The N.S. election, the pandemic and a tide of plummeting voter turnout in Canada

Voter turnout in Nova Scotia's general elections have been dropping steadily. What will engagement be like during this pandemic summer election?. File/Global News

When voters in Nova Scotia head to the polls on Aug. 17, it will be the fifth time a provincial election has been held during this pandemic.

Not surprisingly, having an election during COVID-19 has brought about some changes in the way campaigns and voting are conducted.

And there are some concerns it could have an impact on voter participation.

“Trying to predict what the voter turnout will be this time around is a guessing game,” said Louise Carbert, a political science professor at Dalhousie University.

Take Newfoundland, for example, where in-person voting was eventually cancelled due to a surge in cases. Preliminary figures put voter turnout for the March election at 48 per cent, which was a historic low for that province.

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It was the same story in British Columbia, which held a general election in October 2020. The estimated turnout was pegged at 54.5 per cent, which was a new low for the province.

It’s not an isolated problem, and it was happening well before COVID-19.

Elections Nova Scotia’s report following the last general election in 2017 noted that despite offering more early voting opportunities, turnout has been waning since the 1980s.

When John Buchanan was elected to a fourth term as premier in 1988, 75.8 per cent of eligible voters in Nova Scotia showed up at the polls. That number dropped to 69.5 per cent in 1998, an election that saw Russell MacLellan’s Liberals hang on to power with the slimmest of minority governments. By the time Darrell Dexter led the NDP to its first-ever election victory in Atlantic Canada in 2009, only 57.9 per cent of voters cast ballots.

Despite a slight increase at the polls in 2013 when Stephen McNeil’s Liberals ousted Dexter’s New Democrats, a historically-low turnout — just 53.4 per cent of eligible voters — elected McNeil to a second consecutive majority four years later.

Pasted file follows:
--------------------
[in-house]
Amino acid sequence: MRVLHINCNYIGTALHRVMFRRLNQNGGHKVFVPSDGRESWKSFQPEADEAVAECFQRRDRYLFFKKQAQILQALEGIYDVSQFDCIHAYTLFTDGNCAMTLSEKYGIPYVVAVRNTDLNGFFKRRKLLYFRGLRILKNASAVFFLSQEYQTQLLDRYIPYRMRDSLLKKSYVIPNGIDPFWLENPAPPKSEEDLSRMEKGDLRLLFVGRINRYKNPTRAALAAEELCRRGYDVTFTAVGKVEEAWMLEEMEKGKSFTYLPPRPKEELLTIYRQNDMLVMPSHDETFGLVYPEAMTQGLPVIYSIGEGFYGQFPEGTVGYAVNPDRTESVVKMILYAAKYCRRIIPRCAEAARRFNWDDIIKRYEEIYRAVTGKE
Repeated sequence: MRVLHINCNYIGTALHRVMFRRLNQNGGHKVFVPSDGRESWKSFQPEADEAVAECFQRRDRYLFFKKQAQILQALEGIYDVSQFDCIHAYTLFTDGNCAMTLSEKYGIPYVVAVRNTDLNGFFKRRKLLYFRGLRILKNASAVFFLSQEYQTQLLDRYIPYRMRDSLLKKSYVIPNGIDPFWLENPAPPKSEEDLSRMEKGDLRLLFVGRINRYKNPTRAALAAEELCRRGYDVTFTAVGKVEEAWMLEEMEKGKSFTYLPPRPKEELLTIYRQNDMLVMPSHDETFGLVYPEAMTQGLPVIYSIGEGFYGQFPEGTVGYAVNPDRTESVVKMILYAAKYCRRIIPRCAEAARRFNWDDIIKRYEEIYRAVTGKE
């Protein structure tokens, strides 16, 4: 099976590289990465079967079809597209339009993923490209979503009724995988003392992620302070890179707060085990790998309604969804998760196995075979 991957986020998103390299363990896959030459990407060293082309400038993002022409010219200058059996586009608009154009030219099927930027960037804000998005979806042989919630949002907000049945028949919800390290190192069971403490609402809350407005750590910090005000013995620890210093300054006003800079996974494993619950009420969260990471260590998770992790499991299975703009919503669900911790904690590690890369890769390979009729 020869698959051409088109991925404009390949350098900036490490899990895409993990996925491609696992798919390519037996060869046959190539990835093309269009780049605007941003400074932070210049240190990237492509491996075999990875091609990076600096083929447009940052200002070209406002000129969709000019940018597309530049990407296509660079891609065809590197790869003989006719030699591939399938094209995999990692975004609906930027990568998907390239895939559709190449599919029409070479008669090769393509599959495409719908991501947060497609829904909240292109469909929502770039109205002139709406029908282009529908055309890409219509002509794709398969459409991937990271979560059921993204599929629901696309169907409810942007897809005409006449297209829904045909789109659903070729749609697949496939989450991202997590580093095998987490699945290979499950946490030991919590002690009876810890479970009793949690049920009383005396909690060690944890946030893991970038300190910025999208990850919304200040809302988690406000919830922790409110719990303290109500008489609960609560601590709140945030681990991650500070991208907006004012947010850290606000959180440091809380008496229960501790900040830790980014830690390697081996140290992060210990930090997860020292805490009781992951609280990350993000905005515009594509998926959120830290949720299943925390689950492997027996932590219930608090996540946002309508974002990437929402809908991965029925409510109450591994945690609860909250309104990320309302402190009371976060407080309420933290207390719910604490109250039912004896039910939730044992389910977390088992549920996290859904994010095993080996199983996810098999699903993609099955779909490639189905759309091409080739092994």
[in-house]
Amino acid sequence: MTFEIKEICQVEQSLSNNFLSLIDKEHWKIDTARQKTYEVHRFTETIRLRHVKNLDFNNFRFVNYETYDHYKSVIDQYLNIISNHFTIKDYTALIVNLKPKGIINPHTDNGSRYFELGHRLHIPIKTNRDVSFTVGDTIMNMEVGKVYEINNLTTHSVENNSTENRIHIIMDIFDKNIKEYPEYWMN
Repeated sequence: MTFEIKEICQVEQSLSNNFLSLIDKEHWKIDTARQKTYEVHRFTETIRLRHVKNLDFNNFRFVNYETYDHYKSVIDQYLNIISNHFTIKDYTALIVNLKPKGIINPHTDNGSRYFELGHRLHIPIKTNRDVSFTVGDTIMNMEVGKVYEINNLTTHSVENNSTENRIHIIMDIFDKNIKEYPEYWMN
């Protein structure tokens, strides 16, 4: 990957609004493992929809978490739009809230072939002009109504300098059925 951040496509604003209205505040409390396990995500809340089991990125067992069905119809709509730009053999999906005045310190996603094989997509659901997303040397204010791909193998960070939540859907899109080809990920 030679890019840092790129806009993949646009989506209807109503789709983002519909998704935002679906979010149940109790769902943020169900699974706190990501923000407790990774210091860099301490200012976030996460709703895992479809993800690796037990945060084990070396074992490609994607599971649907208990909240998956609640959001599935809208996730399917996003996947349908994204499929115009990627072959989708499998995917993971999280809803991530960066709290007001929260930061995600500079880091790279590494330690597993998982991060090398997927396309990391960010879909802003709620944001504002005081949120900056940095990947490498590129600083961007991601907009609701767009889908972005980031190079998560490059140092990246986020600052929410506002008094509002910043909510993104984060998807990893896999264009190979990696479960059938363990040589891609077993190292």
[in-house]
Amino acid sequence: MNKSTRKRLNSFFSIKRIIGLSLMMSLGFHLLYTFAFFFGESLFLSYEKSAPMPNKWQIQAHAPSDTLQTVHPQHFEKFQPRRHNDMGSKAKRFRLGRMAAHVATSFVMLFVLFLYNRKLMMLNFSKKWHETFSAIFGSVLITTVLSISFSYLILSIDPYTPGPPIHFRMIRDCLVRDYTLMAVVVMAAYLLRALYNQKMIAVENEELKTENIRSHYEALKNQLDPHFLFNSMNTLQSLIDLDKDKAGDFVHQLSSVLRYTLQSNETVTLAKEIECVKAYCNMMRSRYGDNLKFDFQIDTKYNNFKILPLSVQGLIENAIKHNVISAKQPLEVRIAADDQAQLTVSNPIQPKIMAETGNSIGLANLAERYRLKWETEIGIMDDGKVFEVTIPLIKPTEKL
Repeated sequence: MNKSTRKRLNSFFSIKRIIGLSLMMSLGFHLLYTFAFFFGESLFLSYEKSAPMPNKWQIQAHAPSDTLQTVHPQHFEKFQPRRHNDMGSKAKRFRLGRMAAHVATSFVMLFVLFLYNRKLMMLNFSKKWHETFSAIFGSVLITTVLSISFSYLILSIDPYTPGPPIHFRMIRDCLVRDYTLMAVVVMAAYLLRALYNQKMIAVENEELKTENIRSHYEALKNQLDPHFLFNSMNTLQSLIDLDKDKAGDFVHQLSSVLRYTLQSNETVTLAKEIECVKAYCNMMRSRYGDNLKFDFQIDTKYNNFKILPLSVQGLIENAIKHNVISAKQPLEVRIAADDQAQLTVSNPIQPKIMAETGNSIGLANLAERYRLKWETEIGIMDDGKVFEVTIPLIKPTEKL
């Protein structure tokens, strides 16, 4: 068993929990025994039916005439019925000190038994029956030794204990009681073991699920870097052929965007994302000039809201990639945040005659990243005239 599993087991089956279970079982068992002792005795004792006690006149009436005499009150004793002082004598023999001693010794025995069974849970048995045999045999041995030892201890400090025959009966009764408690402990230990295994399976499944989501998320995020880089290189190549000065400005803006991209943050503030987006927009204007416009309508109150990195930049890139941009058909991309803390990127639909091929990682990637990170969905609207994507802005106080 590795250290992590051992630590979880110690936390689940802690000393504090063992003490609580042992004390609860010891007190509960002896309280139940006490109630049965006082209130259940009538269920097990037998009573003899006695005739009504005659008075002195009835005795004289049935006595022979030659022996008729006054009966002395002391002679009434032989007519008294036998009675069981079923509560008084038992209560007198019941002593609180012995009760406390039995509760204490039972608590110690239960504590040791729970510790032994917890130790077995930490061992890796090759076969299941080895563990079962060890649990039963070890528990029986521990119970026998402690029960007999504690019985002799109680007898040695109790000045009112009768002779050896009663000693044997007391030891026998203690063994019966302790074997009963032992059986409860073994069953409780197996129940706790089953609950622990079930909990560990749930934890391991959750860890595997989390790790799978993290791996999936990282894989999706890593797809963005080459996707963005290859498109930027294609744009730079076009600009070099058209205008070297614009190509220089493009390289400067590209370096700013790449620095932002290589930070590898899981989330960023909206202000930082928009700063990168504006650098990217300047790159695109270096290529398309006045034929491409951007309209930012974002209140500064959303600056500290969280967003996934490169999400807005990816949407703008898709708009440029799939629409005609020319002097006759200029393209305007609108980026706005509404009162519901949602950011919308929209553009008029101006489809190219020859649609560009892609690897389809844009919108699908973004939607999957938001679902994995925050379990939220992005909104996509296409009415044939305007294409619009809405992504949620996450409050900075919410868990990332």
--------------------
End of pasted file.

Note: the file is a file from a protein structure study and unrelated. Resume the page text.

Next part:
This was regardless of the fact that a “variety” of early voting options had been brought in for the 2017 election, including advance polls, community polls, write-in ballots and mobile polling stations.

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And no, the time of year doesn’t seem to make a difference, either. The decline in turnout is consistent with each election, regardless of the season.

“You might think that it makes intuitive sense that voter turnout would be lower in the summer when people are travelling, visiting, and otherwise tuning out the political news,” Carbert said.

“But that hasn’t been the case in recent decades in Nova Scotia.”

‘Not interested in politics’

So why are some people choosing not to vote?

It’s an important question not just in this provincial election — but also as talk of a possible federal election looms.

To put it simply, they’re not interested.

According to a Statistics Canada survey on the October 2019 federal election, “not interested in politics” was the top reason for not casting a ballot that year, with 35 per cent of non-voters citing it as their main reason.

Federally speaking, voter turnout has fluctuated but is also generally on the decline. The September 1984 election saw a 75.3 per cent turnout, and has dipped as low as 58.8 per cent in 2008, before sitting at 67 per cent in the last election in 2019.

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The authors of the survey noted that while “everyday life issues,” such as being too busy, were the most common reasons cited by non-voters in British Columbia, political reasons including “not interested in politics” was most prevalent in Nova Scotia.

Click to play video: 'Inspiring young people through political engagement'
Inspiring young people through political engagement

Carbert echoes these findings, saying that turnout really depends on how engaged people are with today’s political issues, and the differences in how the major parties approach them.

Aside from apathy, experts say potential voters are also being turned off by the way election campaigns are conducted.

“I think Canada, like other Western democracies, is experiencing a trend in politics where people are feeling pushed away instead of feeling drawn in,” said Sabreena Delhon, the executive director of The Samara Centre for Democracy.

The non-partisan charity has a goal of making Canadian politics more accessible and inclusive through programming and research.

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Delhon said the dialogue, especially on social media, can become “very narrow, ugly and highly partisan.”

“And that’s a key factor in the voter engagement situation,” she said.